Requires DESKTOP browser - for now
This app emulates the behaviour of the two viewports when you pan, zoom, and generally interact with them.
The blue region is the visual viewport. As you can see, it can move across the layout viewport, pushing it down and up across the document as required.
The yellow region is the layout viewport. It constrains the test site’s CSS layout, and also serves as a window to look at the document. It can move anywhere, but in practice, in normal sites, it only moves vertically. By definition the document and the layout viewport have the same width; the document takes its value from the layout viewport, after all. Therefore panning the layout viewport left and right is impossible. It’s only when the document contains elements that are way wider than the layout viewport that it’s possible to pan the layout viewport, but that doesn’t happen in this simple test.
By default the layout viewport is 900px wide; I set this as the default layout viewport for the fictitious device this app emulates. You can set it to the ideal layout viewport, 300px (but it’s still BUGGY), and you’ll see that interactions generally get simpler and zooming becomes less necessary. I chose the values 900 and 300 exactly because they never occur in the wild, so you’re not tempted to equate this test app with an actual device.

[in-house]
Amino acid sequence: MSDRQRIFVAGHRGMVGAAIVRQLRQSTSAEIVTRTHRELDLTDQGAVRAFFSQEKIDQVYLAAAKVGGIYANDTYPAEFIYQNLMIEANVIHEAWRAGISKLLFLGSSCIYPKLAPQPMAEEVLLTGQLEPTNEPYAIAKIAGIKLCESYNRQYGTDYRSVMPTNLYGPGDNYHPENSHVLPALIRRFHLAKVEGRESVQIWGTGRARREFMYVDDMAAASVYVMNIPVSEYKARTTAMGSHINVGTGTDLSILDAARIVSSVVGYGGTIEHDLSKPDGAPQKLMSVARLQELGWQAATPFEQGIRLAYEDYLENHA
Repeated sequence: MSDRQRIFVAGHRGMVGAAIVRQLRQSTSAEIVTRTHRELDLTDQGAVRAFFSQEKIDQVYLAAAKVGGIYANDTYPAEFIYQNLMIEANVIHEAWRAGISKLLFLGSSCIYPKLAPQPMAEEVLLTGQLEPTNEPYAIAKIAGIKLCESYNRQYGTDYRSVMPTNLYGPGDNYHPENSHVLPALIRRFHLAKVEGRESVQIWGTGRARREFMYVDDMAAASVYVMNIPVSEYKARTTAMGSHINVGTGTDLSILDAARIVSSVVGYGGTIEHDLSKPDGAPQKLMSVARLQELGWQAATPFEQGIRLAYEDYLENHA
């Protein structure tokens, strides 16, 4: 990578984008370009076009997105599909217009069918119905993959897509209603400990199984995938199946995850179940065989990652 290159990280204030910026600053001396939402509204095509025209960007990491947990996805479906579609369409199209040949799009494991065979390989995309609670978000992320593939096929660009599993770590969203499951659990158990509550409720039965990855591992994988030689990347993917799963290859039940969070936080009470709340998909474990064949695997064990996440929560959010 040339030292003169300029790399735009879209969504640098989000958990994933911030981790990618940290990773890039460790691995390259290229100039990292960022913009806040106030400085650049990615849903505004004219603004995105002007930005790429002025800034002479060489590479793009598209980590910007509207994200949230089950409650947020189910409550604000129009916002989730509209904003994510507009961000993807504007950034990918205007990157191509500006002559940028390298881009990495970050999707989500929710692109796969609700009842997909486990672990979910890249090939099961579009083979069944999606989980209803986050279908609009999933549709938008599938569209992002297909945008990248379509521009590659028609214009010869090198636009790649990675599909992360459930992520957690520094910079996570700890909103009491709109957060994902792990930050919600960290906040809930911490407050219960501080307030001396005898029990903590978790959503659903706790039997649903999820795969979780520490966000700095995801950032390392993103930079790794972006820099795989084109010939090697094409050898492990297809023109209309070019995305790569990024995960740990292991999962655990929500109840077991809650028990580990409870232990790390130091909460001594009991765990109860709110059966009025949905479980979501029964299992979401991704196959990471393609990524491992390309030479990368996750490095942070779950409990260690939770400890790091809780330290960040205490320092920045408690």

Then there are zoom-based layouts. This text is only readable after you’ve zoomed in quite a bit. Would it be a good idea to use this for small print or other less important page elements?
There are links that trigger several actions, and also keyboard shortcuts for most of these actions. Try panning and zooming around to see what happens.
I have no clue yet how to get this thing working on actual mobile phones; it depends on you seeing both views at the same time, and that’s impossible on small screens.
Still, at least I can make clear what the differences are between three
absolute: relative to the HTML document. Works everywhere.
fixed: relative to the layout viewport. Works in most browsers, but Safari/iOS has its own weird implementation where the fixed layer scrolls with the visual viewport, but slower. Whatever.
device-fixed; relative to the visual viewport. Invented by yours truly; kind-of supported in Edge, and Chrome might be willing to implement it as well.
Use the arrow keys to pan. Use z to zoom in, and x to zoom out. See the right column of the test site for the other functions.
One thing you should know about: if the blue visual viewport element is off-screen, the double-tap (t) feature doesn’t work.
docEl is shorthand for document.documentElement